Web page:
Good morning everybody. The Pound has dipped against the Euro. At the beginning of the week Sterling was riding high, and at the time I warned that it may not be the case rates will remain at those levels and we could be in for a drop. Indeed the pound fell quite sharply against the Euro and other currencies, after data showed the British economy contracted by more than three times the rate it was expected to in the second quarter, increasing the prospect of more monetary easing by the Bank of England.
UK recession worsens after 0.7% GDP fall
So why did GDP make the Pound drop?
The GDP figures yesterday were much worse than expected, and the Pound took a bit of a hammering as a result, as the graph shows. The reason it fell is that the poor growth figures show that we’re still mired in the worst double dip recession in 50 years, and so we now expect more action to try and combat this.
Analysts confirmed these fears yesterday when they said that sterling could be vulnerable to more falls as the market starts to price in the prospect of further quantitative easing or even a cut in interest rates by the BoE.
Paul Robson, currency strategist at RBS, said the GBP/EUR rate could drop even lower if the market starts to price in an increasing probability of a cut in interest rates from their current record low 0.5% in the coming months.
Having said that, things are so uncertain we may not test the highs again.
How to avoid getting caught out by market movements.
Clients that read my reports knew that continued gains were not a given. In a recent post I suggested 2 options – a Forward contract to fix rates while they were high, or a ‘Stop Loss’ order where your currency is bought if it drops below a pre-agreed level.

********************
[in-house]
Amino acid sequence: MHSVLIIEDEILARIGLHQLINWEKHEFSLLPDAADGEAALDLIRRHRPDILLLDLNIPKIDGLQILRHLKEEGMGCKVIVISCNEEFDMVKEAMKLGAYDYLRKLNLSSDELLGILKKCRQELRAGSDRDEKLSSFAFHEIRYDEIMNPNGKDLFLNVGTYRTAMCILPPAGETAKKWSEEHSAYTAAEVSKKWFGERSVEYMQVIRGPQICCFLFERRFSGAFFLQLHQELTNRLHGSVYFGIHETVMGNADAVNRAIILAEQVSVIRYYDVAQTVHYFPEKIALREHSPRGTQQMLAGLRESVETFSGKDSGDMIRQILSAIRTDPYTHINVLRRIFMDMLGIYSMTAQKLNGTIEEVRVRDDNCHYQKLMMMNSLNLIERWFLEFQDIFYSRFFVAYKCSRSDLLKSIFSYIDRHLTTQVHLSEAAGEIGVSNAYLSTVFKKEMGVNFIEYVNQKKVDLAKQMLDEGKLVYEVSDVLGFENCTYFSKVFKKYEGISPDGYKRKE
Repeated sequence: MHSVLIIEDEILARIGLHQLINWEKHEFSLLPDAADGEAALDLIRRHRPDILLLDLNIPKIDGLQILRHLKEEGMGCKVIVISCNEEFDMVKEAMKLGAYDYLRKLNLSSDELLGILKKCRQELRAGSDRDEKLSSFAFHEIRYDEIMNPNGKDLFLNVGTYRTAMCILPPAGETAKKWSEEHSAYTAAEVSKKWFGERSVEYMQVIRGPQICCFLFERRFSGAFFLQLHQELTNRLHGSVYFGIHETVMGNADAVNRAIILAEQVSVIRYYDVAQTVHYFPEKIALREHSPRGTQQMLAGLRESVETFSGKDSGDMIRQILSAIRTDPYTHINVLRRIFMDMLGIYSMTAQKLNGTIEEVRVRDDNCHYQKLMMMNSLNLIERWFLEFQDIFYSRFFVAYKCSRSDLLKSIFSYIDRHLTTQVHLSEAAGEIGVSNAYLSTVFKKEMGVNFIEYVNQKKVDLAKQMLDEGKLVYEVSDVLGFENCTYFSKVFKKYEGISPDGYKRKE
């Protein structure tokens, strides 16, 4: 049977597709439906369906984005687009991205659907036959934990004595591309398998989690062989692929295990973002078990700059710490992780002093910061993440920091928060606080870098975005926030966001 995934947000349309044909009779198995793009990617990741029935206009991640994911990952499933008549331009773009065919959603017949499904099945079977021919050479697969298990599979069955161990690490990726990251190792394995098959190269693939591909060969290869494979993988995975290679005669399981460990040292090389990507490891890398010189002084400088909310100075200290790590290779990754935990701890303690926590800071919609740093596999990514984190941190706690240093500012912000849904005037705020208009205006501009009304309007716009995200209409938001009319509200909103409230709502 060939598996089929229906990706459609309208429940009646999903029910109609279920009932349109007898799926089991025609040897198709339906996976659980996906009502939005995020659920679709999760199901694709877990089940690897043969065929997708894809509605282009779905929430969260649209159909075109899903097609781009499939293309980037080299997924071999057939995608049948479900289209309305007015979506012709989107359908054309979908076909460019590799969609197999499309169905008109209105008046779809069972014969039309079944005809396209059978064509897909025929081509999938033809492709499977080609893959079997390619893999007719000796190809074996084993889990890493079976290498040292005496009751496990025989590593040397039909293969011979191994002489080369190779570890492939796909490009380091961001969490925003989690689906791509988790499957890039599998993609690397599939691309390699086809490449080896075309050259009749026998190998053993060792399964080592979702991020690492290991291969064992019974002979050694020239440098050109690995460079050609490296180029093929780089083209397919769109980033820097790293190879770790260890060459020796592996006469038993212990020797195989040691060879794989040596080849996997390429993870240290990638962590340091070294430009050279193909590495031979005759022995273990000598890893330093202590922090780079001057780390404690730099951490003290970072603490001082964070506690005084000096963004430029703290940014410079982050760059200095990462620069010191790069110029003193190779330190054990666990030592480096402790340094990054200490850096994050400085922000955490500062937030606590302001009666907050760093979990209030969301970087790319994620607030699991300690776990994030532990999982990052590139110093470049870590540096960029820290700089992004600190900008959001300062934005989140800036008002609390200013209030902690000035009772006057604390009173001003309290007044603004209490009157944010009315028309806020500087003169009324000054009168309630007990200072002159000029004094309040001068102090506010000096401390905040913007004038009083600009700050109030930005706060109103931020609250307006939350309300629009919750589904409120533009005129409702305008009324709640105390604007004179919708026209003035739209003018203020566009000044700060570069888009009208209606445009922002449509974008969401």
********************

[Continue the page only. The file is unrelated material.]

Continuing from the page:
Those that pursued either of these options will have saved a significant sum given the recent market movement. If you had fixed forward, the drop would have had no impact on you as your rate is already fixed. If you had a Stop Loss in place, then you had a worst case scenario and your currency will not have cost you any more than you had budgeted for.
Both of these options still hold true as a sensible strategy to ensure you have some control over the market. Those selling Euros should consider taking advantage of the spike to the downside. Those buying really should have some protection in place as outlined above.
Don’t just sit there and hope rates will go back up. Of course they might well do, but a Stop Loss means that if they do keep dropping you won’t be kicking yourself of what ‘could have been’.
Sounds great. How do I get involved?
Make a free enquiry with me now. It doesn’t cost or obligate you, and it give you access to excellent market knowledge, great rates of exchange, various market contracts and a direct line to me on the trading floor. I trade millions of Pounds in the FX markets on behalf of my clients every week, and it is this volume that allows me to source commercial rates that are significantly better than you can get elsewhere. Find out how good my rates and service is by contacting me now.